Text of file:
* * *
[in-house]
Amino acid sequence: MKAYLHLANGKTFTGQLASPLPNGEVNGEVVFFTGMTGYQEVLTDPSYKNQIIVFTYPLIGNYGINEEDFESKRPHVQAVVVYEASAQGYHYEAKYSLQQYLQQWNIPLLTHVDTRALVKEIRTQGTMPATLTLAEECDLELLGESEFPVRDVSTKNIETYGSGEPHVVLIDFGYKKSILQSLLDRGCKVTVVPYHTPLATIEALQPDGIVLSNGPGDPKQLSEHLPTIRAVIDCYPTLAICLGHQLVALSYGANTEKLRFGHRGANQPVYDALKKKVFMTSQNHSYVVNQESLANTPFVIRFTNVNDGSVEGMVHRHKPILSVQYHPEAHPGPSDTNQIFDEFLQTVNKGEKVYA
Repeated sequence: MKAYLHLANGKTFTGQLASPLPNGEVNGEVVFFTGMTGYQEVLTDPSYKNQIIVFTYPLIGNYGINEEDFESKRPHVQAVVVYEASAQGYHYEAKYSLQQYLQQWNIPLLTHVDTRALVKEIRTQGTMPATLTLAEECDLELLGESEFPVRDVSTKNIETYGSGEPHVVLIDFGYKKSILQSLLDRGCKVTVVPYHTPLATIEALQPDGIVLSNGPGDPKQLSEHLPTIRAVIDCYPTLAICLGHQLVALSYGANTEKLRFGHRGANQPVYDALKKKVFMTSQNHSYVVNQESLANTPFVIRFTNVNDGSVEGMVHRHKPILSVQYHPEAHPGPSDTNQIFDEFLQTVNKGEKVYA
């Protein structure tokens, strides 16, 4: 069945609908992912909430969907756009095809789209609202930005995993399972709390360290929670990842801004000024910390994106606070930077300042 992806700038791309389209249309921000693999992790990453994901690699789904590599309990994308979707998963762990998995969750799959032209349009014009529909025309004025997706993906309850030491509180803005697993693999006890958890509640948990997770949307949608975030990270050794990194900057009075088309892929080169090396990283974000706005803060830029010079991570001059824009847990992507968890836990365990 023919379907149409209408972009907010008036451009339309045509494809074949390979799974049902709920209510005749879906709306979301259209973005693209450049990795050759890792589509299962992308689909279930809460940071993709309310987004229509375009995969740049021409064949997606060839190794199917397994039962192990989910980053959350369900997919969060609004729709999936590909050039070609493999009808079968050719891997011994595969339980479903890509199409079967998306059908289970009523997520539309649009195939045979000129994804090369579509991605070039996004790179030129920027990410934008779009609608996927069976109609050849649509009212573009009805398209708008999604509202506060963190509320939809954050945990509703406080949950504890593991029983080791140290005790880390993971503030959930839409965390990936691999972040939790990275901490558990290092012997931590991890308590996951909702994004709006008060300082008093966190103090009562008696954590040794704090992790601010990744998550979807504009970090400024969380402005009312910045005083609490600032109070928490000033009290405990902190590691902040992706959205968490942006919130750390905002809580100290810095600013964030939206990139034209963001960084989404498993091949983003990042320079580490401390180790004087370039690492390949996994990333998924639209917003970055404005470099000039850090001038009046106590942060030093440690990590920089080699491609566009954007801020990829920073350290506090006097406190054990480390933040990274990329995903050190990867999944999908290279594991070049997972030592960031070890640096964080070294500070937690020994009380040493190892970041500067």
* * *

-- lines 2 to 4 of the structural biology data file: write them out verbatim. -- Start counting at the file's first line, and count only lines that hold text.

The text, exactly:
Amino acid sequence: MKAYLHLANGKTFTGQLASPLPNGEVNGEVVFFTGMTGYQEVLTDPSYKNQIIVFTYPLIGNYGINEEDFESKRPHVQAVVVYEASAQGYHYEAKYSLQQYLQQWNIPLLTHVDTRALVKEIRTQGTMPATLTLAEECDLELLGESEFPVRDVSTKNIETYGSGEPHVVLIDFGYKKSILQSLLDRGCKVTVVPYHTPLATIEALQPDGIVLSNGPGDPKQLSEHLPTIRAVIDCYPTLAICLGHQLVALSYGANTEKLRFGHRGANQPVYDALKKKVFMTSQNHSYVVNQESLANTPFVIRFTNVNDGSVEGMVHRHKPILSVQYHPEAHPGPSDTNQIFDEFLQTVNKGEKVYA
Repeated sequence: MKAYLHLANGKTFTGQLASPLPNGEVNGEVVFFTGMTGYQEVLTDPSYKNQIIVFTYPLIGNYGINEEDFESKRPHVQAVVVYEASAQGYHYEAKYSLQQYLQQWNIPLLTHVDTRALVKEIRTQGTMPATLTLAEECDLELLGESEFPVRDVSTKNIETYGSGEPHVVLIDFGYKKSILQSLLDRGCKVTVVPYHTPLATIEALQPDGIVLSNGPGDPKQLSEHLPTIRAVIDCYPTLAICLGHQLVALSYGANTEKLRFGHRGANQPVYDALKKKVFMTSQNHSYVVNQESLANTPFVIRFTNVNDGSVEGMVHRHKPILSVQYHPEAHPGPSDTNQIFDEFLQTVNKGEKVYA
């Protein structure tokens, strides 16, 4: 069945609908992912909430969907756009095809789209609202930005995993399972709390360290929670990842801004000024910390994106606070930077300042 992806700038791309389209249309921000693999992790990453994901690699789904590599309990994308979707998963762990998995969750799959032209349009014009529909025309004025997706993906309850030491509180803005697993693999006890958890509640948990997770949307949608975030990270050794990194900057009075088309892929080169090396990283974000706005803060830029010079991570001059824009847990992507968890836990365990 023919379907149409209408972009907010008036451009339309045509494809074949390979799974049902709920209510005749879906709306979301259209973005693209450049990795050759890792589509299962992308689909279930809460940071993709309310987004229509375009995969740049021409064949997606060839190794199917397994039962192990989910980053959350369900997919969060609004729709999936590909050039070609493999009808079968050719891997011994595969339980479903890509199409079967998306059908289970009523997520539309649009195939045979000129994804090369579509991605070039996004790179030129920027990410934008779009609608996927069976109609050849649509009212573009009805398209708008999604509202506060963190509320939809954050945990509703406080949950504890593991029983080791140290005790880390993971503030959930839409965390990936691999972040939790990275901490558990290092012997931590991890308590996951909702994004709006008060300082008093966190103090009562008696954590040794704090992790601010990744998550979807504009970090400024969380402005009312910045005083609490600032109070928490000033009290405990902190590691902040992706959205968490942006919130750390905002809580100290810095600013964030939206990139034209963001960084989404498993091949983003990042320079580490401390180790004087370039690492390949996994990333998924639209917003970055404005470099000039850090001038009046106590942060030093440690990590920089080699491609566009954007801020990829920073350290506090006097406190054990480390933040990274990329995903050190990867999944999908290279594991070049997972030592960031070890640096964080070294500070937690020994009380040493190892970041500067």